Last updated: November 2017
Barcelona is a creative and artistic city with many internationally renowned galleries and museums such as the Picasso Museum, the MACBA contemporary art museum, and the Fundación Miró. There are also countless smaller galleries, cultural centres, cafés and corners where art is displayed and appreciated.
Other art in Barcelona reflects Barcelona life itself and can be experienced in the open air under Mediterranean blue skies. Urban art and graffiti murals are constantly flowering and being replaced by new pieces. There is also a wealth of permanent urban art in Barcelona; the public sculptures that are scattered around the city for all to enjoy. Here are a few you might already be familiar with:
1. Raval Cat by Fernando Botero
The up and coming neighbourhood of Barcelona’s Raval district is getting trendier by the minute. Complete with its own palm-tree lined Rambla, it’s definitely worth visiting for the alternative art galleries, nightlife, and of course, the gorgeous fat cat!
This large bronze feline stands with its thick tail towards the bottom of Rambla Raval, sharing “selfies” with countless tourists and just begging to be climbed by 3am students. The kitty arrived in Barcelona in 1987 and has already moved twice. It once stood in front of the MACBA but after much discussion and controversy was moved to the Raval.
The artist responsible is the well-known Fernando Botero, a Colombian painter and sculptor who is renowned for his exaggerated, puffed up human and animal forms. His huge idiosyncratic bronze sculptures have been displayed in Los Angeles, New York, Madrid, Tokyo, and Chicago.
2. Gambrinus by Javier Mariscal
Gambrinus is probably the happiest lobster in Barcelona and one of the stars of Barcelona’s public art. He waits at the end of Passeig de Colom with big pinching claws and a cheeky smile ready to welcome you to the seafront. This huge cartoon-like lobster was, like most of the urban art in Port Olympic, commissioned for the 1992 Barcelona Olympic Games.
Gambrinus was created by the Valencia-born artist Javier Mariscal, dubbed “the Peter Pan of Spanish design”. He first won the adoration of the public in 1988 with his design of “Cobi,” the official Olympic mascot for the Games in 1992, creating its corporate identity with this friendly dog mascot. Gambrinus is clever, edgy, and humorous. Below it there was once a Gambrinus café bar, and whilst the café has now closed the lovable lobster remains.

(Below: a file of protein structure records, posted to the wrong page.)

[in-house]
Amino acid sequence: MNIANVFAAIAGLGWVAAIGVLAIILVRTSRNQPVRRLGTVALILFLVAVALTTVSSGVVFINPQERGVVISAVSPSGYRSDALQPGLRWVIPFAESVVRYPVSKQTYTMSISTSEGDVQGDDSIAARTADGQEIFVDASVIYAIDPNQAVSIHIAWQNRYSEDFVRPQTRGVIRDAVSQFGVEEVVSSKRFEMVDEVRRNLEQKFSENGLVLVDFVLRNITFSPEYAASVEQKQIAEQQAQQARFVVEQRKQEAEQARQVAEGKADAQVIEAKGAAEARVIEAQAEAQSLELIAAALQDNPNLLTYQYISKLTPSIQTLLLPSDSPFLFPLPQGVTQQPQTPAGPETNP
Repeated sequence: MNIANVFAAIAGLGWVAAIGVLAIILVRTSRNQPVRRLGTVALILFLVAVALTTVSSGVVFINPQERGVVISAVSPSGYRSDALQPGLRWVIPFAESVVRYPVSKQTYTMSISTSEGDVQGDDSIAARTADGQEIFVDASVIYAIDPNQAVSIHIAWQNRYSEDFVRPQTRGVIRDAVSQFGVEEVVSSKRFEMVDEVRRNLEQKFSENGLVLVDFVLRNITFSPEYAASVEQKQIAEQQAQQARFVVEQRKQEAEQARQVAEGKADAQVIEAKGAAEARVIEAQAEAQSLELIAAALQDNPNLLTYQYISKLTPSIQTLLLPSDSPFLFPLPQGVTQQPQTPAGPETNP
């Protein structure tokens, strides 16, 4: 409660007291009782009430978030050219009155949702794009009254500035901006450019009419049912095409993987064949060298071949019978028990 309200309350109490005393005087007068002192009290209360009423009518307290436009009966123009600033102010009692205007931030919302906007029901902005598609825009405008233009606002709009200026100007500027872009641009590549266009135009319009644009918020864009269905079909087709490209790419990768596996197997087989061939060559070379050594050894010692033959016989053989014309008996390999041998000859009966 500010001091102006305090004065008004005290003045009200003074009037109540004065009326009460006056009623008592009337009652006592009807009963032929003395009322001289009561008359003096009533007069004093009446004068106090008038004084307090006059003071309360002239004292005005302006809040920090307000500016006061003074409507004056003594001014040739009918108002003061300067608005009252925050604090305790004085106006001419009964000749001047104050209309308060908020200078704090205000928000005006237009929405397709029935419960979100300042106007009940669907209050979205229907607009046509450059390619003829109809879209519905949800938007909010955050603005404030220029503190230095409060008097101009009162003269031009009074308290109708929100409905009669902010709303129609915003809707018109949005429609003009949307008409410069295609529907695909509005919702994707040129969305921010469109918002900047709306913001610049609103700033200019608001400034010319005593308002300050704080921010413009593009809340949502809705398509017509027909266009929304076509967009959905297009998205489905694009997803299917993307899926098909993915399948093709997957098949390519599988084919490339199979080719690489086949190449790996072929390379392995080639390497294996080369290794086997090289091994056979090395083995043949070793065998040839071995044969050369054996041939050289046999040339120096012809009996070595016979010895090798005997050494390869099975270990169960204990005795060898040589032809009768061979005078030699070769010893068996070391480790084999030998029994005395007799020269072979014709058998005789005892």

3. Barcelona’s Face– Roy Lichtenstein
One particular piece of street art in Barcelona that is impossible to miss is Lichtenstein’s “Cap de Barcelona.” The late American pop artist Roy Lichtenstein created a colourful portrait of a woman’s face in the cartoonish way for which he is so famed.
Barcelona’s Face (as it translates) was commissioned for the summer Olympics of 1992 and was inspired by the famous Catalan artist Antoni Gaudí. Lichtenstein was clearly so impressed by Gaudí’s technique of “trencadis” tiling (smashing up ceramics and piecing them back together in patterns) that he adopted a similar form creating Barcelona Head out of coloured ceramic tiles.
The sculpture stands tall at 64 feet, in front of the post office at the end of Passeig Colom. She can be seen from many directions, and can be appreciated from all her different sides. Her red lips and luscious lashes welcome you to the port and invite you to the Moll de la Fusta.
4. Dona i Ocell by Joan Miró
You’ll find this Barcelona sculpture behind Las Arenas Shopping Centre and Plaça Espanya, in Parc de Joan Miró. “Dona i Ocell” means “woman and bird” in Catalan. These are recurrent themes in Miró’s work although you might not always immediately recognize them!
The striking 22 metre high sculpture is located close to the lake and rumour has it that on the night of Sant Joan, that epic night of Midsummer fire and fun in Barcelona, it glows in the light of the bonfire that seems to burn on the lake below. It was commissioned as part of Barcelona’s 1983 public art initiative. Its strange, abstract quality was considered quite daring and its size is obviously pretty dominating. Joan Artigas helped Miró cover his concrete sculpture in brightly coloured broken mosaic pieces, a technique often used in Gaudí’s work.
5. Frank Gehry’s Golden Fish
The Golden Fish looks down on Barcelona’s beach and is a striking feature in the seafront skyline. It swims below Barcelona’s tallest buildings, the Hotel Arts and the Mapfre tower, like a goldfish skirting the deep reeds of a lake.
Its architect is none other than Frank O. Gehry, considered to be one of the most creative contemporary architects, who artfully plays with space, materials and form to create unusual, lively works. His masterpieces include the Walt Disney Concert Hall in Los Angeles, and the Guggenheim Museum in Bilbao. Like so much of Barcelona’s public art in this area, Gehry was commissioned for the 1992 Olympics.
This huge fish sculpture, measuring 35m x 54m was inspired by Gehry’s ongoing interest and fascination in fish imagery and shapes. The position of the fish looking out to sea is rather appropriate too. The sculpture itself is made out of stone, steel and glass and its shiny metal plates changing colour depending on the sunlight.
There are countless more public art sculptures throughout Barcelona; keep your eyes open and savour each new experience as you encounter it. The transformative power of art can be found alongside many of the busy streets, high-rise buildings and urban infrastructure of this Mediterranean metropolis, and is one of the subtle details that give Barcelona such a unique and vibrant energy.